The dining room and kitchen took up the entire interior of the sole building on Li Li’s farm. From the outside, it looked like a shack, built with tattered boards and old tires holding down the roof. Inside, it was warm and cozy. The decor was plainly rustic, but it was also comfortable, clean, and cozy. Our family filled the final bench around a single square table with five other guests.
The table was almost more of a bar though. In the center was a fire pit that warmed a kettle of coffee (to Jake’s delight) and a pot of chai tea that Li Li had picked up on her recent trip to India. I should have mentioned that though Li Li runs a small farm in Dali, she once lived in Beijing, and she travels. There are a lot of things we don’t know about her, but we know that she’s a joy to be around, and exactly the kind of person who is drawn to a place like Dali.
In the kitchen, Li Li and two other cooks were preparing the food, while Jake and I chatted with the other guests. Two of them were young women who mostly talked to each other, but the other three were from Beijing. They were friends on a holiday trip, and one of them was actually an American who was working in China. We never asked what he did, but we all traded travel stories around China and Beyond, he told us their next stop was to go hiking near the border of Myanmar, and about how easy it was to visit Mongolia by train from Beijing (maybe this summer?!).
Of course, from the moment we entered the smoke filled room, Lisa was the real center of attention. There’s really no avoiding this. She was happy to show off for a while, but eventually the draw of the animals outside was too much for her, and everyone took turns walking outside with her, first while the food was cooking, and then later when everyone was eating.
The first course was a sweet pumpkin soup. It’s a popular dish, available in a lot of restaurants, but of course, this one was exceptional. The pumpkin was freshly picked right outside the kitchen, the clay bowl was piping hot, and everyone ate it slowly and savored it on the cold morning.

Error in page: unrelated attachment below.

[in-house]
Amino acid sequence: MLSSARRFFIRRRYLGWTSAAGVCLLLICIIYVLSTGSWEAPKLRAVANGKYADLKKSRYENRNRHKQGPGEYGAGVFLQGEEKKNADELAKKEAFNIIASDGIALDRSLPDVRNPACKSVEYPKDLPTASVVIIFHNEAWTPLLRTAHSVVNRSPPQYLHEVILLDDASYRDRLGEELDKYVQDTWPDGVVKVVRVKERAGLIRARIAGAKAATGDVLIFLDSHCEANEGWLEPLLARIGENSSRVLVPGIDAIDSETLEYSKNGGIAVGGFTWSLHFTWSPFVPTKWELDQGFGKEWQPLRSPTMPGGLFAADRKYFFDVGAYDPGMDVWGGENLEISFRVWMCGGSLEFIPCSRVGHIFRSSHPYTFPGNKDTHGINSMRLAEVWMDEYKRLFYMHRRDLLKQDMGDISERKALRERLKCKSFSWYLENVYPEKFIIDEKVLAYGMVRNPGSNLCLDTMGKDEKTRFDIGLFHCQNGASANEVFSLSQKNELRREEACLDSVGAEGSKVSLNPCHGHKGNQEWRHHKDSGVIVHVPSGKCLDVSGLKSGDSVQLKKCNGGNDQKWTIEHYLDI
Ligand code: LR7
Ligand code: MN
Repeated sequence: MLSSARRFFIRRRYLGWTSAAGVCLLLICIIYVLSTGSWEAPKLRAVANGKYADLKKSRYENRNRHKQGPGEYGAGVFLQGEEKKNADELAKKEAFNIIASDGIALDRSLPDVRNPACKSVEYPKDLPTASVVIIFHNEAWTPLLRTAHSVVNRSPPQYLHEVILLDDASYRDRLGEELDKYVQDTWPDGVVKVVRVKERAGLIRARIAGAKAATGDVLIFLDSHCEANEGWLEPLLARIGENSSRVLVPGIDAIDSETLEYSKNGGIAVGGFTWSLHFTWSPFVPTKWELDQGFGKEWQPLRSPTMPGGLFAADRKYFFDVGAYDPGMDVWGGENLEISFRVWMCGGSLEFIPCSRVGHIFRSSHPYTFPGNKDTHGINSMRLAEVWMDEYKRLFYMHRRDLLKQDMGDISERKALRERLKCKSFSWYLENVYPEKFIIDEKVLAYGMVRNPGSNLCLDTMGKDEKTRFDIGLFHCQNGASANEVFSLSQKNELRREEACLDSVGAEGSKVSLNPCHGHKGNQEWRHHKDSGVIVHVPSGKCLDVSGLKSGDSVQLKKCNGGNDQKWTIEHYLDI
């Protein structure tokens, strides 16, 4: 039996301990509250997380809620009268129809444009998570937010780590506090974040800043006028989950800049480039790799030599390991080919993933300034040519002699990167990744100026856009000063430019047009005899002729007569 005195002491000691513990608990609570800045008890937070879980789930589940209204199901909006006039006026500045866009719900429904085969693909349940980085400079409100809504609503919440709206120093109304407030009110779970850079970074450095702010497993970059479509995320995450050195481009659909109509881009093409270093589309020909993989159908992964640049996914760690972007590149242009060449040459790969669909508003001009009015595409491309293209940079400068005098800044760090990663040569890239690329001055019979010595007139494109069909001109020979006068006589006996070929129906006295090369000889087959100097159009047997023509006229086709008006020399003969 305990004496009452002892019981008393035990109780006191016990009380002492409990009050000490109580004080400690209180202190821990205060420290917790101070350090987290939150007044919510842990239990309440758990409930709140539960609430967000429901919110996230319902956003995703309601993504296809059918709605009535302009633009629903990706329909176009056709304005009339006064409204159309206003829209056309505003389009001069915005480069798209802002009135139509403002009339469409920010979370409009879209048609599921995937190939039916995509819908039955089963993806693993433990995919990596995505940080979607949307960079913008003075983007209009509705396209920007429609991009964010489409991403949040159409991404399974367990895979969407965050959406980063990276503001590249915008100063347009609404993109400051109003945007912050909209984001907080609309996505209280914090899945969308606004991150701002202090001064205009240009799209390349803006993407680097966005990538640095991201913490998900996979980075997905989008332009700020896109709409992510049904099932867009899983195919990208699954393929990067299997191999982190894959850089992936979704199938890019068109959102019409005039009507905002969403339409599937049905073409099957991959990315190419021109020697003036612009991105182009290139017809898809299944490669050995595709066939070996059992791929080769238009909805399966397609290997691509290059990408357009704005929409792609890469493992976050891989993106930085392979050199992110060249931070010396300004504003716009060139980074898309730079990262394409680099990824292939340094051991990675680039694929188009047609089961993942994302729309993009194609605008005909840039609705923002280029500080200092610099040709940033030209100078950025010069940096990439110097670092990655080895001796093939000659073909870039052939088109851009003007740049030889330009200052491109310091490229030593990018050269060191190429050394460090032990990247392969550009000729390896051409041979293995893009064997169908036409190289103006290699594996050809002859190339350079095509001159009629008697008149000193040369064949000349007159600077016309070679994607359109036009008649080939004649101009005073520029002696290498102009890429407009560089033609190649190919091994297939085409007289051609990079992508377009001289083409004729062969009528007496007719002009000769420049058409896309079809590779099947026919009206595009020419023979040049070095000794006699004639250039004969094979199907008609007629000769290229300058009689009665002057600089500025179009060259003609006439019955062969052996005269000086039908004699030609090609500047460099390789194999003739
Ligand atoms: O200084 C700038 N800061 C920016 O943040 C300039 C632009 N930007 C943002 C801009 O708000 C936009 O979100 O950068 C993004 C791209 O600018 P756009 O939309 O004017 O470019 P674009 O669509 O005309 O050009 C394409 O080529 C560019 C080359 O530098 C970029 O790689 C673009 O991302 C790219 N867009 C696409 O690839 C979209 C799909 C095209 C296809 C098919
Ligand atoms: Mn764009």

The main course was eggs Benedict, served with salad and sausage on fresh baked bread. The sausage was left out on our plates to make it vegetarian. Most Americans would probably think the salad was the least exciting part of the meal, but eating raw vegetables is just not a thing in China, and it felt like a rare treat in this setting. Just to note, other than organic veggie’s from Li Li’s farm we don’t usually eat raw vegetables in China, we have heard scary stories of westerners who ordered salad in restaurants, that’s another post, another story.
And finally, for desert we were served crepes with strawberry sauce and bananas. Lisa was too excited about the animals to eat most of the meal, but she managed to stay in one spot for the crepe.
After dinner, some of the guests left, but we stayed a little longer to talk with Li Li and give Lisa a chance to feed the animals. Every year since Lisa was born, Christmas has been a different experience, but at least this year we didn’t feel alone.
It’s hard to know right now what next year will bring. We probably won’t be in Huamei’s house anymore, for better or worse, but some visions of the future are starting to come into focus. “Home for the holidays” might never mean the same thing for Lisa as it does for most children – in fact, if we went “home,” she would find Florida completely unfamiliar – but at least she’ll bring with her a few things, real or intangible, that will make Christmas more than just another winter day.